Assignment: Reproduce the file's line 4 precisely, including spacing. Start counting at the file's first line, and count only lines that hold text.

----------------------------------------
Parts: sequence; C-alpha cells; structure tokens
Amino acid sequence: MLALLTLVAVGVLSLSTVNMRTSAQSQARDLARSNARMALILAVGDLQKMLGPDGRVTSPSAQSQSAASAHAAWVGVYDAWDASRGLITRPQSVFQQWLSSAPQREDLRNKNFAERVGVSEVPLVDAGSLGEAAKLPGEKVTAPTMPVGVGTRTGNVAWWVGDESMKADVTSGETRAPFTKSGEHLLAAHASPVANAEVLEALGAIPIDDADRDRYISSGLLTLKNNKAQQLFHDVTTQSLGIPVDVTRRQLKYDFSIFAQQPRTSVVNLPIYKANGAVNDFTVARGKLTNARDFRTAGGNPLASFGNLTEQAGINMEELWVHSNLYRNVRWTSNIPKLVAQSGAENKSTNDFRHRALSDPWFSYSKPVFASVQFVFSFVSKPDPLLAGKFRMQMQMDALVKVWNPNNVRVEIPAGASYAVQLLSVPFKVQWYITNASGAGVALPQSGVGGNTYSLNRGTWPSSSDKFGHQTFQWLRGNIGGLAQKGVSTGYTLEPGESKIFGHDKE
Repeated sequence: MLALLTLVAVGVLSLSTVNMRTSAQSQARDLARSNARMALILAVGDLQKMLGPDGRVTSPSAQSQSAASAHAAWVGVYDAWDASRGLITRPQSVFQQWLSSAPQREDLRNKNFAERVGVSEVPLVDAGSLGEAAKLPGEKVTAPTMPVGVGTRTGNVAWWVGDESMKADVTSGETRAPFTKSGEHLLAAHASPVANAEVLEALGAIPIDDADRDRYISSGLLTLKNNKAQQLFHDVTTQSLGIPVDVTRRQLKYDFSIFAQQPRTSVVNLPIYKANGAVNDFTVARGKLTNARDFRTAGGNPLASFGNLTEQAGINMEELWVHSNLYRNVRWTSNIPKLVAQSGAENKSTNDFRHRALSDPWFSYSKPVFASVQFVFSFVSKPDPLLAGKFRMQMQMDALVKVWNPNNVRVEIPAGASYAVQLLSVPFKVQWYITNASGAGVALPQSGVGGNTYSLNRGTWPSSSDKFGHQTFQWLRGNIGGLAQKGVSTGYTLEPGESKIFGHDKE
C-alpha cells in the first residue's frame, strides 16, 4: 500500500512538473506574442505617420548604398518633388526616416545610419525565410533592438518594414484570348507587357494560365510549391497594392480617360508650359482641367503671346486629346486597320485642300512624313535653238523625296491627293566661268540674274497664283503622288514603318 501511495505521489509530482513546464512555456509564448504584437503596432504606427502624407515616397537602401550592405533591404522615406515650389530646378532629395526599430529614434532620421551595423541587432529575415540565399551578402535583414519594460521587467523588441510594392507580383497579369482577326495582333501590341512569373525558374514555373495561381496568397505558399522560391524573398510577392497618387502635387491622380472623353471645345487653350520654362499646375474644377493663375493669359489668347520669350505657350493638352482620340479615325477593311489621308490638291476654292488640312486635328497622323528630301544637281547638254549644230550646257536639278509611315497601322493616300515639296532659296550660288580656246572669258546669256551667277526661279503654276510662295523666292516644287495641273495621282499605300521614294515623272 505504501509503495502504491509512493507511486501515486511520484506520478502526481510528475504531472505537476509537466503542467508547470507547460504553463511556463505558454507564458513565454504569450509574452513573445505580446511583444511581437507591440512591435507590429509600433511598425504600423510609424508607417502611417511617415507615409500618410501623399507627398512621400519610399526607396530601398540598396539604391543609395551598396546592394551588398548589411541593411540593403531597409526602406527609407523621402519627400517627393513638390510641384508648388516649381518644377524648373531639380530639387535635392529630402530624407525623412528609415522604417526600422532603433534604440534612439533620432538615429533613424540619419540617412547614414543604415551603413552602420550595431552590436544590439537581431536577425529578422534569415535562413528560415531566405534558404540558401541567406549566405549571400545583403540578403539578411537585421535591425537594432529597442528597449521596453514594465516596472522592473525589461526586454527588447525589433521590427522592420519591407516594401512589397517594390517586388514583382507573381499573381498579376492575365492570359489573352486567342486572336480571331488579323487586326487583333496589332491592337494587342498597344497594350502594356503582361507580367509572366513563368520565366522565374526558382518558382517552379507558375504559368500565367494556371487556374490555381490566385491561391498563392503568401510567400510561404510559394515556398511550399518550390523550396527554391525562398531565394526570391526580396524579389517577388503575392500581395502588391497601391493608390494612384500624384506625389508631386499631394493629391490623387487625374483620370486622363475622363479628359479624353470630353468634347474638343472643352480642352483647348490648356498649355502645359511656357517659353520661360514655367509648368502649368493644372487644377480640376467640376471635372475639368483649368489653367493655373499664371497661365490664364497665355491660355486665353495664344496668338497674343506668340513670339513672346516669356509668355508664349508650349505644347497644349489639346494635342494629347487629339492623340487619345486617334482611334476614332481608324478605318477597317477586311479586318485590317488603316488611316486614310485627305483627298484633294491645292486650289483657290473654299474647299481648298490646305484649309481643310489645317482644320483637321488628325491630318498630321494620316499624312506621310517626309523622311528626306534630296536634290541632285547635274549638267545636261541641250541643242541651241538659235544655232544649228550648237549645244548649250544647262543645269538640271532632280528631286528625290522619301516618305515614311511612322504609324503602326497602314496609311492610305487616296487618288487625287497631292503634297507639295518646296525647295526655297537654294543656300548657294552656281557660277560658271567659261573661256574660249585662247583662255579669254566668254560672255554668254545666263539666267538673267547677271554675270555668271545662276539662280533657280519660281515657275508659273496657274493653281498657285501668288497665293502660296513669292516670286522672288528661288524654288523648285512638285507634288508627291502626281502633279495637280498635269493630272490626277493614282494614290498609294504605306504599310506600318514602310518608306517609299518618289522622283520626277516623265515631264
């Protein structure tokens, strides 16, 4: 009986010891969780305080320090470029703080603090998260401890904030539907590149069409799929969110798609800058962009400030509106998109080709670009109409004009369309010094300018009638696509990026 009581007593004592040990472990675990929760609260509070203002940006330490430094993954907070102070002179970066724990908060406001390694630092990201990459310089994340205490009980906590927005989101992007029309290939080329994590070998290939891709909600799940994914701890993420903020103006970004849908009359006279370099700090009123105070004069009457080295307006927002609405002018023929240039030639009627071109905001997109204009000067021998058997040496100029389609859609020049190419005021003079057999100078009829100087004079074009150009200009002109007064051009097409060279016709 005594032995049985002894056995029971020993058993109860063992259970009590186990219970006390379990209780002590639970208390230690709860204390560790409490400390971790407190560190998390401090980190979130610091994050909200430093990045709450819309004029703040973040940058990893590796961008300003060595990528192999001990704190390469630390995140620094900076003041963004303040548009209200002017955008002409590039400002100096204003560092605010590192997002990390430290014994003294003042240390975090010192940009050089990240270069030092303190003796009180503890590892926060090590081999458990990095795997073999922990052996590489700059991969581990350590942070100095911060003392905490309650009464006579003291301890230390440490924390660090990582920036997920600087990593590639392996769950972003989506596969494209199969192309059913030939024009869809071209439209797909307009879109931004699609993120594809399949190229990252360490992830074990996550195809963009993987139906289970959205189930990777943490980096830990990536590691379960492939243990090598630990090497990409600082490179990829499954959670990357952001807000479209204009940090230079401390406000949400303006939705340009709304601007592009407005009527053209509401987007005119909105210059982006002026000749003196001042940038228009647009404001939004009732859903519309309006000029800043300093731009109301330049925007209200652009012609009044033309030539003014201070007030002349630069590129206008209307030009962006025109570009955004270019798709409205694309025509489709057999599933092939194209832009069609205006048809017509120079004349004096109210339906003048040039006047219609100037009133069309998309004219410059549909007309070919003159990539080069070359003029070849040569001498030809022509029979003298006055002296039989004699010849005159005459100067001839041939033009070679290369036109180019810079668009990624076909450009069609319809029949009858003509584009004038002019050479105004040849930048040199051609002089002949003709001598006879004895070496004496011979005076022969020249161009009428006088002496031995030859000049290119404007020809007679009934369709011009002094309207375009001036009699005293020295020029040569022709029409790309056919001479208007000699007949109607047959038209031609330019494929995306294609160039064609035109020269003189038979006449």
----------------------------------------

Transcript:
C-alpha cells in the first residue's frame, strides 16, 4: 500500500512538473506574442505617420548604398518633388526616416545610419525565410533592438518594414484570348507587357494560365510549391497594392480617360508650359482641367503671346486629346486597320485642300512624313535653238523625296491627293566661268540674274497664283503622288514603318 501511495505521489509530482513546464512555456509564448504584437503596432504606427502624407515616397537602401550592405533591404522615406515650389530646378532629395526599430529614434532620421551595423541587432529575415540565399551578402535583414519594460521587467523588441510594392507580383497579369482577326495582333501590341512569373525558374514555373495561381496568397505558399522560391524573398510577392497618387502635387491622380472623353471645345487653350520654362499646375474644377493663375493669359489668347520669350505657350493638352482620340479615325477593311489621308490638291476654292488640312486635328497622323528630301544637281547638254549644230550646257536639278509611315497601322493616300515639296532659296550660288580656246572669258546669256551667277526661279503654276510662295523666292516644287495641273495621282499605300521614294515623272 505504501509503495502504491509512493507511486501515486511520484506520478502526481510528475504531472505537476509537466503542467508547470507547460504553463511556463505558454507564458513565454504569450509574452513573445505580446511583444511581437507591440512591435507590429509600433511598425504600423510609424508607417502611417511617415507615409500618410501623399507627398512621400519610399526607396530601398540598396539604391543609395551598396546592394551588398548589411541593411540593403531597409526602406527609407523621402519627400517627393513638390510641384508648388516649381518644377524648373531639380530639387535635392529630402530624407525623412528609415522604417526600422532603433534604440534612439533620432538615429533613424540619419540617412547614414543604415551603413552602420550595431552590436544590439537581431536577425529578422534569415535562413528560415531566405534558404540558401541567406549566405549571400545583403540578403539578411537585421535591425537594432529597442528597449521596453514594465516596472522592473525589461526586454527588447525589433521590427522592420519591407516594401512589397517594390517586388514583382507573381499573381498579376492575365492570359489573352486567342486572336480571331488579323487586326487583333496589332491592337494587342498597344497594350502594356503582361507580367509572366513563368520565366522565374526558382518558382517552379507558375504559368500565367494556371487556374490555381490566385491561391498563392503568401510567400510561404510559394515556398511550399518550390523550396527554391525562398531565394526570391526580396524579389517577388503575392500581395502588391497601391493608390494612384500624384506625389508631386499631394493629391490623387487625374483620370486622363475622363479628359479624353470630353468634347474638343472643352480642352483647348490648356498649355502645359511656357517659353520661360514655367509648368502649368493644372487644377480640376467640376471635372475639368483649368489653367493655373499664371497661365490664364497665355491660355486665353495664344496668338497674343506668340513670339513672346516669356509668355508664349508650349505644347497644349489639346494635342494629347487629339492623340487619345486617334482611334476614332481608324478605318477597317477586311479586318485590317488603316488611316486614310485627305483627298484633294491645292486650289483657290473654299474647299481648298490646305484649309481643310489645317482644320483637321488628325491630318498630321494620316499624312506621310517626309523622311528626306534630296536634290541632285547635274549638267545636261541641250541643242541651241538659235544655232544649228550648237549645244548649250544647262543645269538640271532632280528631286528625290522619301516618305515614311511612322504609324503602326497602314496609311492610305487616296487618288487625287497631292503634297507639295518646296525647295526655297537654294543656300548657294552656281557660277560658271567659261573661256574660249585662247583662255579669254566668254560672255554668254545666263539666267538673267547677271554675270555668271545662276539662280533657280519660281515657275508659273496657274493653281498657285501668288497665293502660296513669292516670286522672288528661288524654288523648285512638285507634288508627291502626281502633279495637280498635269493630272490626277493614282494614290498609294504605306504599310506600318514602310518608306517609299518618289522622283520626277516623265515631264